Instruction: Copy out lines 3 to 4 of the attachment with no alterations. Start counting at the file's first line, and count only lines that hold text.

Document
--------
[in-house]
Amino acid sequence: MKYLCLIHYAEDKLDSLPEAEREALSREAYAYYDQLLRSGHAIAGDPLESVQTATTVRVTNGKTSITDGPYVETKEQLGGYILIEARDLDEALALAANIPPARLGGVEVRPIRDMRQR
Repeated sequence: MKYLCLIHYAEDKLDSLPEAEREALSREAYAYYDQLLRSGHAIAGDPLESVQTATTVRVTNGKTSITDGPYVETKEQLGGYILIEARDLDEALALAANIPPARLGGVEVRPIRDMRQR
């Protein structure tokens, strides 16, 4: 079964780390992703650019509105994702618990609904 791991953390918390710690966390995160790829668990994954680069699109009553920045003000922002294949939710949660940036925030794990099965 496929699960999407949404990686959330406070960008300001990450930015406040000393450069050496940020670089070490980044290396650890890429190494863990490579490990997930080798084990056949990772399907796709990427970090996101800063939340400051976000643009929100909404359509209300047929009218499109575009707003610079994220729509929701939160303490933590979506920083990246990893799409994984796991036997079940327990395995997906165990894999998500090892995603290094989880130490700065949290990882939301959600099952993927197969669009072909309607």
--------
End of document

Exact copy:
Repeated sequence: MKYLCLIHYAEDKLDSLPEAEREALSREAYAYYDQLLRSGHAIAGDPLESVQTATTVRVTNGKTSITDGPYVETKEQLGGYILIEARDLDEALALAANIPPARLGGVEVRPIRDMRQR
């Protein structure tokens, strides 16, 4: 079964780390992703650019509105994702618990609904 791991953390918390710690966390995160790829668990994954680069699109009553920045003000922002294949939710949660940036925030794990099965 496929699960999407949404990686959330406070960008300001990450930015406040000393450069050496940020670089070490980044290396650890890429190494863990490579490990997930080798084990056949990772399907796709990427970090996101800063939340400051976000643009929100909404359509209300047929009218499109575009707003610079994220729509929701939160303490933590979506920083990246990893799409994984796991036997079940327990395995997906165990894999998500090892995603290094989880130490700065949290990882939301959600099952993927197969669009072909309607």